The New Orleans Saints have built their window of contention upon one of the most prolific offenses in NFL history. Apart from the Super Bowl-winning 2009 season, Drew Brees' right arm and Sean Payton's offensive innovations have largely carried the Saints. According to Pro-Football-Reference.com, only the Patriots have scored more points over the past three seasons than Brees and Co.
However, recent salary cap woes have come to roost. This offseason, the Saints lost a pair of important role players in Lance Moore and Darren Sproles. With Jimmy Graham's uncertain contract situation looming, Brees' supporting cast appeared tenuous this offseason.
Thus, the addition of Oregon State wide receiver Brandin Cooks in the 2014 NFL draft was invaluable. Cooks is the type of versatile dynamic game-changer who dovetails perfectly with Payton's creative usage of formations and personnel.
It's too early to say whether or not Cooks is the type of foundational offensive star who can pry open the Saints' championship window for a few more seasons. If he is to hit that lofty ceiling, here's a look at a few ways New Orleans could maximize his immense physical gifts.
Success in the Slot
At heart, the Saints passing offense succeeds because of the mismatches they create. Their plethora of offensive formations and shifts force defenses into uncomfortable matchups, and Brees is terrific at identifying and exploiting those vulnerabilities.
While Payton's offense is too complex for exact classification, there are West Coast elements that make slot receivers indispensable to the system. As SBNation.com's Kevin Skiver illustrates, the underneath game is the primary setup for bigger plays:
The Saints run a glorified West Coast offense at this point in time. It has a lot of bells and whistles, but at the end of the day it relies on underneath routes and the running game to draw defenses in before tearing them apart down the field. This is the reason that receivers like Robert Meachem can be effective. He's an above-average run blocking receiver with the ability to blow the top off of a defense, which makes more sense of his re-signing on Friday.
The numbers support that assertion. Looking at the past three years, we can see that Graham, Moore and Marques Colston—the Saints leading perimeter targets—frequently lined up in the slot. New Orleans' egalitarian passing distribution means that they weren't always targeted in the slot, though that is true of every Saints skill position player:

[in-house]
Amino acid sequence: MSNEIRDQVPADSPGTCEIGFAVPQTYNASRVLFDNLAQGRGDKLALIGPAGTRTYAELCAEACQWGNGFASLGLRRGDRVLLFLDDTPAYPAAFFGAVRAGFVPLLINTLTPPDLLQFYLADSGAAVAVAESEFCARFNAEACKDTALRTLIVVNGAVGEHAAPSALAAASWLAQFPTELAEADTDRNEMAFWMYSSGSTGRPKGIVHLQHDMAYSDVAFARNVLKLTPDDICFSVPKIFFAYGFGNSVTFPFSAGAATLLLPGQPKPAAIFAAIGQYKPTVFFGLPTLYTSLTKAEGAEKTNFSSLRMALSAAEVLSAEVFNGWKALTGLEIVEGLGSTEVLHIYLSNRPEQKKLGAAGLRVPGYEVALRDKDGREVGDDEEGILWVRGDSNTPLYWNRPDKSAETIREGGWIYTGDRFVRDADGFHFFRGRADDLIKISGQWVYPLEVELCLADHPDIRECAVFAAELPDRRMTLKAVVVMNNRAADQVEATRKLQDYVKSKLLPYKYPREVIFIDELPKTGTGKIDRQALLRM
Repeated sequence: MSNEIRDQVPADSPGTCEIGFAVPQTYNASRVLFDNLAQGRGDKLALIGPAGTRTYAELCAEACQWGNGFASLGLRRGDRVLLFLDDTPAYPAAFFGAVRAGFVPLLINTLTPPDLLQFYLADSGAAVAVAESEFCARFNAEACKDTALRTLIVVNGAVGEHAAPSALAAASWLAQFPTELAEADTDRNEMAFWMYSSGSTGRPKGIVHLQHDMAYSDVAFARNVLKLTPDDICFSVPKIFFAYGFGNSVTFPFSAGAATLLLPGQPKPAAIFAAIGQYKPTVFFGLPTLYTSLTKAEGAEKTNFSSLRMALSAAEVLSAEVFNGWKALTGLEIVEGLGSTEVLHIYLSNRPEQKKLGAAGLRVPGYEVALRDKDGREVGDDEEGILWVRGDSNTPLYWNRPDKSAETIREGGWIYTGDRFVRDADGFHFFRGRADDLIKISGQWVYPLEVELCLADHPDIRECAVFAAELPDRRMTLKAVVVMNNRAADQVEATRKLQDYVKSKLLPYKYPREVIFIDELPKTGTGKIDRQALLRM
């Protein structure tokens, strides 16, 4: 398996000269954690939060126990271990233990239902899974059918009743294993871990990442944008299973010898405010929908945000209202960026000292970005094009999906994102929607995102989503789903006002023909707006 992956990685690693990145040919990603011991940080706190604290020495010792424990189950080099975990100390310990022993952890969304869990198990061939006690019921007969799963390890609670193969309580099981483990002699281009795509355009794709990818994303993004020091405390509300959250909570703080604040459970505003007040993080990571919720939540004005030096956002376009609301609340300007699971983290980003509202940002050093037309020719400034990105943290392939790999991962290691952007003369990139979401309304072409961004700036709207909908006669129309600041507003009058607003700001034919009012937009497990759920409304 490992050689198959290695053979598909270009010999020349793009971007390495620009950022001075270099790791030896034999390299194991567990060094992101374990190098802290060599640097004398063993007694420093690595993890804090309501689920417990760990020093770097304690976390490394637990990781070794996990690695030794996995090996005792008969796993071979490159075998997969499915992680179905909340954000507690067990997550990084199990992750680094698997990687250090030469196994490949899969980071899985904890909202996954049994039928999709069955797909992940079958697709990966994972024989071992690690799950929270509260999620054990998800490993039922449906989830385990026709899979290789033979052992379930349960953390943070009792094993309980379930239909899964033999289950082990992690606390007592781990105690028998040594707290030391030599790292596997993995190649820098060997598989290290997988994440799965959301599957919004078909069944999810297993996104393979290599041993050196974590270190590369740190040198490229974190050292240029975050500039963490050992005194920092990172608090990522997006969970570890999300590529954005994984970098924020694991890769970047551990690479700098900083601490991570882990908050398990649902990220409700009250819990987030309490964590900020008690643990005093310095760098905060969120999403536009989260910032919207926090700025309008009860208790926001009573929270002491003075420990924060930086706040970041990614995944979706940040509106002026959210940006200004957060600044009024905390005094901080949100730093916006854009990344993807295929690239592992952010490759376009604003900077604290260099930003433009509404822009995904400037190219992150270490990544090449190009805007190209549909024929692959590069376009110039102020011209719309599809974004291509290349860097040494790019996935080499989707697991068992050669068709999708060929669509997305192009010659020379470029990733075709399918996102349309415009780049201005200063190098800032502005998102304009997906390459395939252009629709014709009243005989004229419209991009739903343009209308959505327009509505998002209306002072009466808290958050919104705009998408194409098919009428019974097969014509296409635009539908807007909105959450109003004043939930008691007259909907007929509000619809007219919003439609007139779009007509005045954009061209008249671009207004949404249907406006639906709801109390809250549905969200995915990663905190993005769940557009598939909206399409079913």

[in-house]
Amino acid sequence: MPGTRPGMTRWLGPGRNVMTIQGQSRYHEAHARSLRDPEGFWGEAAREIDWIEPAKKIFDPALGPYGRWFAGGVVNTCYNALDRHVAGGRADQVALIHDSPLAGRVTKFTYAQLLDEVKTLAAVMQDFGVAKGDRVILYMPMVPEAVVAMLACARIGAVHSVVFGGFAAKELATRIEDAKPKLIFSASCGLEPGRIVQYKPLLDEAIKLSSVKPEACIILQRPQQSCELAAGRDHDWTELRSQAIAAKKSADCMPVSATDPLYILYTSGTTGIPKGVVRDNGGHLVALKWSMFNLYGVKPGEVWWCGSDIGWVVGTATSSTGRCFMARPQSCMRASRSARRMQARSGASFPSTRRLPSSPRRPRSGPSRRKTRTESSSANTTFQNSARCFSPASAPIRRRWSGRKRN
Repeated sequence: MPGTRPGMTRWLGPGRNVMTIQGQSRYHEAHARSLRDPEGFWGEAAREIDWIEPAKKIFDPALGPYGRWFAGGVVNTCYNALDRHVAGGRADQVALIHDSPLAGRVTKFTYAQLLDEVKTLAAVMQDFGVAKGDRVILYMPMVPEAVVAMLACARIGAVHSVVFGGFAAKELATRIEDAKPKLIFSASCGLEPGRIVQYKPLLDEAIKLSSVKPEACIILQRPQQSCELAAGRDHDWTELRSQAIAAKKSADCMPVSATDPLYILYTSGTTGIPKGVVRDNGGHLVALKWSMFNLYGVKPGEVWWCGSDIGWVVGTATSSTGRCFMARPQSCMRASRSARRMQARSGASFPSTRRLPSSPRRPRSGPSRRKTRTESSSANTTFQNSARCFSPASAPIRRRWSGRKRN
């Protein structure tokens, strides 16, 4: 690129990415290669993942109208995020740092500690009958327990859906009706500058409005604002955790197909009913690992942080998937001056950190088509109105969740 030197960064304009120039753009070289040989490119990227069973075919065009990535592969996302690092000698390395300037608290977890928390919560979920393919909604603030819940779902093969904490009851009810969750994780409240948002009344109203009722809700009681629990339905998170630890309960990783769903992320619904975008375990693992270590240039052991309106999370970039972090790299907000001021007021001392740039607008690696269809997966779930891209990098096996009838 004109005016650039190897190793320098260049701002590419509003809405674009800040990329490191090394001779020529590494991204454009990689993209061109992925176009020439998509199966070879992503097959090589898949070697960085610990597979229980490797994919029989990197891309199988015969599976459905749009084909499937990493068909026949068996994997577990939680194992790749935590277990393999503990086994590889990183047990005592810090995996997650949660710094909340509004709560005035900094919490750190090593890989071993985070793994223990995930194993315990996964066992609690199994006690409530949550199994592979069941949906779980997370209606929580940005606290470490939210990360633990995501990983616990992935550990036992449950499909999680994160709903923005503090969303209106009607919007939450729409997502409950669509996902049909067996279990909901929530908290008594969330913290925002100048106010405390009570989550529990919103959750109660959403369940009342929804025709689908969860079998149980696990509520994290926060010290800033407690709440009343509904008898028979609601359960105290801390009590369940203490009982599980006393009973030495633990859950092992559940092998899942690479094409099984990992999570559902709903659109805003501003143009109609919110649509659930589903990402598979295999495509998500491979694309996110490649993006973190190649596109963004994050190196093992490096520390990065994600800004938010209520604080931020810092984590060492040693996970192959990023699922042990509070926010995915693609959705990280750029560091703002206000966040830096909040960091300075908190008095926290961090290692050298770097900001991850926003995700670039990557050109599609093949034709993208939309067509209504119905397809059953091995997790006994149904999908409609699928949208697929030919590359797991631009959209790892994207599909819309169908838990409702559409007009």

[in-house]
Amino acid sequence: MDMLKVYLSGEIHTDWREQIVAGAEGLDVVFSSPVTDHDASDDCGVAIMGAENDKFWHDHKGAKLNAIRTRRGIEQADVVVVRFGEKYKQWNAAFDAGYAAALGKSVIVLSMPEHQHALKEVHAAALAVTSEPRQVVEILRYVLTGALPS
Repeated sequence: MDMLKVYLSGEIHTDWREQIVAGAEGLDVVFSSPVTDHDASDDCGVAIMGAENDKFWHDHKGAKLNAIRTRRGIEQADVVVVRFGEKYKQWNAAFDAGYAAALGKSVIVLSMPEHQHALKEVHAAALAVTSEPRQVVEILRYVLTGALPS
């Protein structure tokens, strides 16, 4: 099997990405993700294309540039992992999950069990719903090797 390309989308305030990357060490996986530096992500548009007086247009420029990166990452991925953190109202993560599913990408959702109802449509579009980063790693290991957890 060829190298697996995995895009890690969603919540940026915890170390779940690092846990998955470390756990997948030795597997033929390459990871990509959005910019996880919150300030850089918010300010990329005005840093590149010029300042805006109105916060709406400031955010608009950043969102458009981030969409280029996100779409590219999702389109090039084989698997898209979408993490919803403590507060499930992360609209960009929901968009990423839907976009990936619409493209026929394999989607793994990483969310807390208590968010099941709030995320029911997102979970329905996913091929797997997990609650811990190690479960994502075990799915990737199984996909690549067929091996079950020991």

|Slot Stats of NO Leading Receivers, 2011-13|
|Year||Player||Slot %||Target %|
|via Pro Football Focus (subscription required)|
While Cooks is a far different type of receiver than most of those names above, there's some potential overlap between his skill set and that of the departed Sproles. Because Sproles often drew coverage from safeties or linebackers, the Saints used his quickness edge to create leverage on route stems. Here, an out-and-up double move baited Dolphins safety Reshad Jones, leading to a huge gain:
Cooks is similarly skilled at creating separation through hesitation moves and head fakes. The ex-Beaver has world class speed and agility—per NFL.com, he had the fastest 40-yard dash, fastest shuttle and 10th-fastest three-cone drill times among wide receivers at the combine. So while he primarily played the X position at Corvallis, Sean Payton has already talked about using him both outside and in the slot:
NFL defenses are trending towards increasingly larger defensive backs; the Saints themselves may have even reached for 6'3" corner Stanley Jean-Baptiste right after selecting Cooks. Thus, it makes more sense to use the diminutive Cooks as either a slot or flanker "Z" receiver, where he can work off the line and have more room for his short-space explosiveness to take over.
And make no mistake, Cooks is deadly when defensive backs take even one false step. He'll be able to make the quick cuts necessary for slants, hitches and other three-step route concepts. Things really get fun when Cooks receives a free release and "two-way-go" (the ability to release either inside or outside):